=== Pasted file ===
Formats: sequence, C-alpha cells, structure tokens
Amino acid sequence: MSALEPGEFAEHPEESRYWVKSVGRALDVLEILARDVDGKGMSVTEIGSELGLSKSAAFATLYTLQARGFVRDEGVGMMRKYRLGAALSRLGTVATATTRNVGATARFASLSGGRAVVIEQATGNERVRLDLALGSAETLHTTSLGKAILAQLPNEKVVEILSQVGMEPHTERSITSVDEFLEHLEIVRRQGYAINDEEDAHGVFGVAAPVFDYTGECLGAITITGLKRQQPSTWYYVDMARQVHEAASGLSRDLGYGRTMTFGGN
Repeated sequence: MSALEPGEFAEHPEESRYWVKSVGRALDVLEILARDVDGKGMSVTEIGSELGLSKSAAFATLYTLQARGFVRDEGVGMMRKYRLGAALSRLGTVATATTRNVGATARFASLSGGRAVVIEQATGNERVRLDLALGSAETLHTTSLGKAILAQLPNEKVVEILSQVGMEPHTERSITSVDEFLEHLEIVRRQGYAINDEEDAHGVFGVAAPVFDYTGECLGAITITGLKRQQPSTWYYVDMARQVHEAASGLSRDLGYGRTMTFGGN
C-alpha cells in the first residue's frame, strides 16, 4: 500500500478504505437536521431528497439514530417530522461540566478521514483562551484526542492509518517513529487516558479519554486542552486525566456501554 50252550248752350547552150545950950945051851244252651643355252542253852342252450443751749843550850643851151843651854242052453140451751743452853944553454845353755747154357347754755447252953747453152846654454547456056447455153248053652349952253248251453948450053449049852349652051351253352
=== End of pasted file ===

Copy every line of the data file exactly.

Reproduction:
Formats: sequence, C-alpha cells, structure tokens
Amino acid sequence: MSALEPGEFAEHPEESRYWVKSVGRALDVLEILARDVDGKGMSVTEIGSELGLSKSAAFATLYTLQARGFVRDEGVGMMRKYRLGAALSRLGTVATATTRNVGATARFASLSGGRAVVIEQATGNERVRLDLALGSAETLHTTSLGKAILAQLPNEKVVEILSQVGMEPHTERSITSVDEFLEHLEIVRRQGYAINDEEDAHGVFGVAAPVFDYTGECLGAITITGLKRQQPSTWYYVDMARQVHEAASGLSRDLGYGRTMTFGGN
Repeated sequence: MSALEPGEFAEHPEESRYWVKSVGRALDVLEILARDVDGKGMSVTEIGSELGLSKSAAFATLYTLQARGFVRDEGVGMMRKYRLGAALSRLGTVATATTRNVGATARFASLSGGRAVVIEQATGNERVRLDLALGSAETLHTTSLGKAILAQLPNEKVVEILSQVGMEPHTERSITSVDEFLEHLEIVRRQGYAINDEEDAHGVFGVAAPVFDYTGECLGAITITGLKRQQPSTWYYVDMARQVHEAASGLSRDLGYGRTMTFGGN
C-alpha cells in the first residue's frame, strides 16, 4: 500500500478504505437536521431528497439514530417530522461540566478521514483562551484526542492509518517513529487516558479519554486542552486525566456501554 50252550248752350547552150545950950945051851244252651643355252542253852342252450443751749843550850643851151843651854242052453140451751743452853944553454845353755747154357347754755447252953747453152846654454547456056447455153248053652349952253248251453948450053449049852349652051351253352